Anyone who could not beat John McCain last time should automatically be disqualified from this primary cycle. If Romney wasn’t already disqualified by his failure to be beat McCain, Romneycare in Massachusetts would definitely disqualify him. Obamacare is one of the top three issues on voters’ minds. 58% of likely voters support a repeal of the 2000+ page health care overhaul. How can we have a Presidential candidate that speaks out against this federal takeover of our health care system when he passed a very similar law in Massachusetts? We can’t. That’s a deficit that Romney cannot overcome.

CNN Interview at CPAC: Dr. Paul for President 2012?

See Video

Dr. Paul takes questions from viewers and answers with his usual candor, including criticism over Obama’s policy of removing troops from Iraq to Afghanistan, claiming it’s not really different from the Bush administration plan.  When asked if he plans on running for President again in 2012, Dr. Paul does not rule out the possibility.

Election Day Decisions & Predictions

United Liberty was begun by individuals from a large variation of backgrounds, all having the same goal in mind- the maximizing of individual liberty. We are not a monolithic group, seeing everything through the same eyes, and therefore have different ideas about how to best achieve that goal. All of us began as supporters of the same candidate, but since his name will not be on the ballot in our respective states, we wanted to share who we will be voting for and who we predict will win.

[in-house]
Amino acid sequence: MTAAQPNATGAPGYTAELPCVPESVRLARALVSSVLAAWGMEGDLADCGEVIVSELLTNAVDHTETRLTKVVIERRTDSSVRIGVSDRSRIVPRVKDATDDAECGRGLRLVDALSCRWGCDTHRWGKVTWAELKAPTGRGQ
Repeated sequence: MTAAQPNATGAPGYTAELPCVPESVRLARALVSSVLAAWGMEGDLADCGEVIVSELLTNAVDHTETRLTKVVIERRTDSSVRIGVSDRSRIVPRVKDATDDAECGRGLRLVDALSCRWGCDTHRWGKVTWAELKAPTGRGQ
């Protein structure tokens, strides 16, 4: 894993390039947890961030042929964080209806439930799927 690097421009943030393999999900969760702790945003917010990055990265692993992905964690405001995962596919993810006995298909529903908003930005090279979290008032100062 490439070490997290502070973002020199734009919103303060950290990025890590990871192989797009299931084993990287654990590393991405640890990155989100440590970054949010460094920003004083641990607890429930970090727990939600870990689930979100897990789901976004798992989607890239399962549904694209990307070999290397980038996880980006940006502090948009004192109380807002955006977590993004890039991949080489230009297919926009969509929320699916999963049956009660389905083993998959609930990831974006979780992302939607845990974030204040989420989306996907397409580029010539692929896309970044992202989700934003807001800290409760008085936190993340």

Editor, B J Lawson-

I wish I had an answer, but I’m still undecided :-/

Don’t think I know until I get into the voting booth.
At least I know how I’m voting for Congress…

 

Contributor, Scott Morris-

Is the Presidential Race Over?

I monitor the national and state polls on a daily basis. While all three of the following websites have a liberal bias, the information is worth wading through the slant: Electoral Vote,Real Clear Politics, and Political Wire.

Last night, MSNBC reported on a poll where Senator Obama leads Senator McCain by fourteen points. The spin from the report of that poll was that the election is basically over and Obama is our next President.  I respond with Hold it! Not so fast! The election is almost three weeks away and much can happen in those three weeks. While the odds favor Obama, the election is not yet a sealed matter. For several reasons, this election may still be winnable by the McCain-Palin ticket.

Mitt Romney vindicates Gary Johnson’s choice of Bill Weld as running mate

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When presidential nominee Gary Johnson begged Libertarian delegates to choose his preferred running mate as the party’s vice president, his argument hinged on fundraising and media attention. Mitt Romney added a third plank to that argument on Friday - endorsements.